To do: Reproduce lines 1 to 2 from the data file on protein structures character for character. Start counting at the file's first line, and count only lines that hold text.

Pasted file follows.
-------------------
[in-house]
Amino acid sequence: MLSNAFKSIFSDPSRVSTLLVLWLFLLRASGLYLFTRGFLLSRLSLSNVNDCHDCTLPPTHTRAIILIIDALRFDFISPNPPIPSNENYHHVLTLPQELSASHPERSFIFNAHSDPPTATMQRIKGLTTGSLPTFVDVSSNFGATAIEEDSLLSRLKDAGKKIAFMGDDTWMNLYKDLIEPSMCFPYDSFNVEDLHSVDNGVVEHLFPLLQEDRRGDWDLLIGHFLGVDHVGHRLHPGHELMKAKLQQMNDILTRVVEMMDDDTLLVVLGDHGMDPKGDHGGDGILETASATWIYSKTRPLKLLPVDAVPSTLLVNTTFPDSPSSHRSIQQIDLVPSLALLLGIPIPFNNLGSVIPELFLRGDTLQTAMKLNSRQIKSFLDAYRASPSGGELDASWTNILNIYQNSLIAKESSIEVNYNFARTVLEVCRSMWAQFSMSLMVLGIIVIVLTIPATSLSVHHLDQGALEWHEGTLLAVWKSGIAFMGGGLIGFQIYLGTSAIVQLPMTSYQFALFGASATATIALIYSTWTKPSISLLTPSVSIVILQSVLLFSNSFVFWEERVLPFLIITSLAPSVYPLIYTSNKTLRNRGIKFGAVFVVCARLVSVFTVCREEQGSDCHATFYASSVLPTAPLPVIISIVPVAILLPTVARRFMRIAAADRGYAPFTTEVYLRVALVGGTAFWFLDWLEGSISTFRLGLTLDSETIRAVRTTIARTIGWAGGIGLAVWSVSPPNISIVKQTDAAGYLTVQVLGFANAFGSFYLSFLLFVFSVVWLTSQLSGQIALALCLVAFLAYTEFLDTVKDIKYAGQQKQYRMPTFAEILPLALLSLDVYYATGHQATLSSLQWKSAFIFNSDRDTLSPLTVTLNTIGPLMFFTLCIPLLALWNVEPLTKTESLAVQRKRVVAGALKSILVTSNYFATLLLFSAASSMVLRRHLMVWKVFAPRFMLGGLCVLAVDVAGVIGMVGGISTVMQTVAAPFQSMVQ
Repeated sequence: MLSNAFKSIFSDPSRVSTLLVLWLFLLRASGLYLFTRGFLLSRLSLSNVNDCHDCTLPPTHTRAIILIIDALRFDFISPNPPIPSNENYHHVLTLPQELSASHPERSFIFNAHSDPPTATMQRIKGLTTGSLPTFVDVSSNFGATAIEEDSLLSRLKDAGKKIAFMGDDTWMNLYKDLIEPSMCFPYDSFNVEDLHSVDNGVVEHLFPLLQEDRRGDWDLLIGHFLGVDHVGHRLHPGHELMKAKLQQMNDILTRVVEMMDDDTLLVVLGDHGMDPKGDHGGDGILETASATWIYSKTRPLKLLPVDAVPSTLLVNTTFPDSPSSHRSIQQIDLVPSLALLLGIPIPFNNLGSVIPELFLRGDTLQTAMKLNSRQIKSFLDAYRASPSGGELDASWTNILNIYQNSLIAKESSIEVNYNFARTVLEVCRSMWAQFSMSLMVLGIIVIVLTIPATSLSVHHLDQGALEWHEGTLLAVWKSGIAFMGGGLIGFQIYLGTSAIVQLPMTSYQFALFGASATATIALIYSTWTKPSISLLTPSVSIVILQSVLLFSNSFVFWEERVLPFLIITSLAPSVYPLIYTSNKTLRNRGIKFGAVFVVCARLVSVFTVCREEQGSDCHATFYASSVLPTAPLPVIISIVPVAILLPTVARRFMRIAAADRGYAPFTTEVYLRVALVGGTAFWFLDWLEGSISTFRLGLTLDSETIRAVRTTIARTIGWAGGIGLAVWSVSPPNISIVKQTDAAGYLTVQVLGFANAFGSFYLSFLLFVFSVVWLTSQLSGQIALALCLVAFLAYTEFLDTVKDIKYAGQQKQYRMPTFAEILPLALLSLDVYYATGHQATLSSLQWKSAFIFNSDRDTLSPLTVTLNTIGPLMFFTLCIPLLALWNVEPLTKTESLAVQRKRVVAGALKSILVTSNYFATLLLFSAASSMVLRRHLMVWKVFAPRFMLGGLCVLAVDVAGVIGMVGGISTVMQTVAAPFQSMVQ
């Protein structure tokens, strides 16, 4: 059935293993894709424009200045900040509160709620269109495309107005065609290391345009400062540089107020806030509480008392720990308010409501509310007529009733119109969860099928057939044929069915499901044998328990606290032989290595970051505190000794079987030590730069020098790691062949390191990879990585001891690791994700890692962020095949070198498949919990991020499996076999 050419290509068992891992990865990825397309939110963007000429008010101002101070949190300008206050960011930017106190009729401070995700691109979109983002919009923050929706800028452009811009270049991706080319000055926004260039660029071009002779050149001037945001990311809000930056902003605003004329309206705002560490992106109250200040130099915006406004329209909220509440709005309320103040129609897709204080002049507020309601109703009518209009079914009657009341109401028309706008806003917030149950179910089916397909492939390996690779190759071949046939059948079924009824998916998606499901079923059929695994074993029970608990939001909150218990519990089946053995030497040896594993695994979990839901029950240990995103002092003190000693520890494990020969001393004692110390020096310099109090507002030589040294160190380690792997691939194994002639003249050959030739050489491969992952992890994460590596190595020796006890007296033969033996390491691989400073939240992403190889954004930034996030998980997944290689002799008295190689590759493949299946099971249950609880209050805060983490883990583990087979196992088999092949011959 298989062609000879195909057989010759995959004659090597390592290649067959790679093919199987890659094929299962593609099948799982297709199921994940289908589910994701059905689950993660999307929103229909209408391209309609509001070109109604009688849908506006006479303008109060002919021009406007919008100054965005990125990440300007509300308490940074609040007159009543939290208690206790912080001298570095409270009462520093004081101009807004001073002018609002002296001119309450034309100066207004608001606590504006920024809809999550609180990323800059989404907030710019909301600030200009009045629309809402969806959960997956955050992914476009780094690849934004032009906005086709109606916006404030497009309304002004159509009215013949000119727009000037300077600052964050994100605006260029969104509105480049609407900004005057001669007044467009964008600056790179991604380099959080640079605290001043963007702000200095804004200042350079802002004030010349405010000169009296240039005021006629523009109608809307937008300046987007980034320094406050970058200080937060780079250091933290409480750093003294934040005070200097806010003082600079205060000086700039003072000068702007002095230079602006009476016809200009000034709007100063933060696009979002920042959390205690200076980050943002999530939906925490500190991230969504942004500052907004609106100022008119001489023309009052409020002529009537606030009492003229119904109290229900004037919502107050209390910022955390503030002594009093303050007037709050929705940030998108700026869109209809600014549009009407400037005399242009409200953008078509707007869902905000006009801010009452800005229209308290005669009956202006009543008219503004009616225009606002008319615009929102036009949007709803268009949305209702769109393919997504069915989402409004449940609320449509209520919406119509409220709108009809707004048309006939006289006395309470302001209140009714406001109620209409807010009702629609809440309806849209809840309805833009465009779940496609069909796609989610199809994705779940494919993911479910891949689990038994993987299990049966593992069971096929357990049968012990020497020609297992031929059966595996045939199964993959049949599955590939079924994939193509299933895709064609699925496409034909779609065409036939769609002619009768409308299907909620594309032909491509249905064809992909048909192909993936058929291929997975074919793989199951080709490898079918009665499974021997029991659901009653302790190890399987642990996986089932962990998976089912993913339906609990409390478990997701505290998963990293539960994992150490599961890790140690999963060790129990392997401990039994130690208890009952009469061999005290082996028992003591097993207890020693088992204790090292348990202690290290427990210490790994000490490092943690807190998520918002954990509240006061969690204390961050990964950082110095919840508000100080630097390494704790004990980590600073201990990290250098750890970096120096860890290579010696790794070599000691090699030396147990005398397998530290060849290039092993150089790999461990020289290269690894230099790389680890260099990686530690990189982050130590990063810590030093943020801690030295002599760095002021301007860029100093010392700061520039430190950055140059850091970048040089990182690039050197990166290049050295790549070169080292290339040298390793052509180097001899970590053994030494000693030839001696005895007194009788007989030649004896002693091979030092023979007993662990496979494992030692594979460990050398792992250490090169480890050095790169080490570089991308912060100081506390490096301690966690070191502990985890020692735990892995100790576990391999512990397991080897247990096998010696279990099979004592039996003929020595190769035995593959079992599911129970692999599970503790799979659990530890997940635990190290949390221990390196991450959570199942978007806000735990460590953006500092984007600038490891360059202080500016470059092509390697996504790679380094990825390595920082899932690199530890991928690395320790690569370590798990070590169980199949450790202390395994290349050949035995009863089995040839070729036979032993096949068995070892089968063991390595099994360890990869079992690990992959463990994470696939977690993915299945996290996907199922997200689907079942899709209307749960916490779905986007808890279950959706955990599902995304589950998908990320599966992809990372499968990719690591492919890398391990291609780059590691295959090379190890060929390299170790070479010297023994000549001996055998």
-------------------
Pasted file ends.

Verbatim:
[in-house]
Amino acid sequence: MLSNAFKSIFSDPSRVSTLLVLWLFLLRASGLYLFTRGFLLSRLSLSNVNDCHDCTLPPTHTRAIILIIDALRFDFISPNPPIPSNENYHHVLTLPQELSASHPERSFIFNAHSDPPTATMQRIKGLTTGSLPTFVDVSSNFGATAIEEDSLLSRLKDAGKKIAFMGDDTWMNLYKDLIEPSMCFPYDSFNVEDLHSVDNGVVEHLFPLLQEDRRGDWDLLIGHFLGVDHVGHRLHPGHELMKAKLQQMNDILTRVVEMMDDDTLLVVLGDHGMDPKGDHGGDGILETASATWIYSKTRPLKLLPVDAVPSTLLVNTTFPDSPSSHRSIQQIDLVPSLALLLGIPIPFNNLGSVIPELFLRGDTLQTAMKLNSRQIKSFLDAYRASPSGGELDASWTNILNIYQNSLIAKESSIEVNYNFARTVLEVCRSMWAQFSMSLMVLGIIVIVLTIPATSLSVHHLDQGALEWHEGTLLAVWKSGIAFMGGGLIGFQIYLGTSAIVQLPMTSYQFALFGASATATIALIYSTWTKPSISLLTPSVSIVILQSVLLFSNSFVFWEERVLPFLIITSLAPSVYPLIYTSNKTLRNRGIKFGAVFVVCARLVSVFTVCREEQGSDCHATFYASSVLPTAPLPVIISIVPVAILLPTVARRFMRIAAADRGYAPFTTEVYLRVALVGGTAFWFLDWLEGSISTFRLGLTLDSETIRAVRTTIARTIGWAGGIGLAVWSVSPPNISIVKQTDAAGYLTVQVLGFANAFGSFYLSFLLFVFSVVWLTSQLSGQIALALCLVAFLAYTEFLDTVKDIKYAGQQKQYRMPTFAEILPLALLSLDVYYATGHQATLSSLQWKSAFIFNSDRDTLSPLTVTLNTIGPLMFFTLCIPLLALWNVEPLTKTESLAVQRKRVVAGALKSILVTSNYFATLLLFSAASSMVLRRHLMVWKVFAPRFMLGGLCVLAVDVAGVIGMVGGISTVMQTVAAPFQSMVQ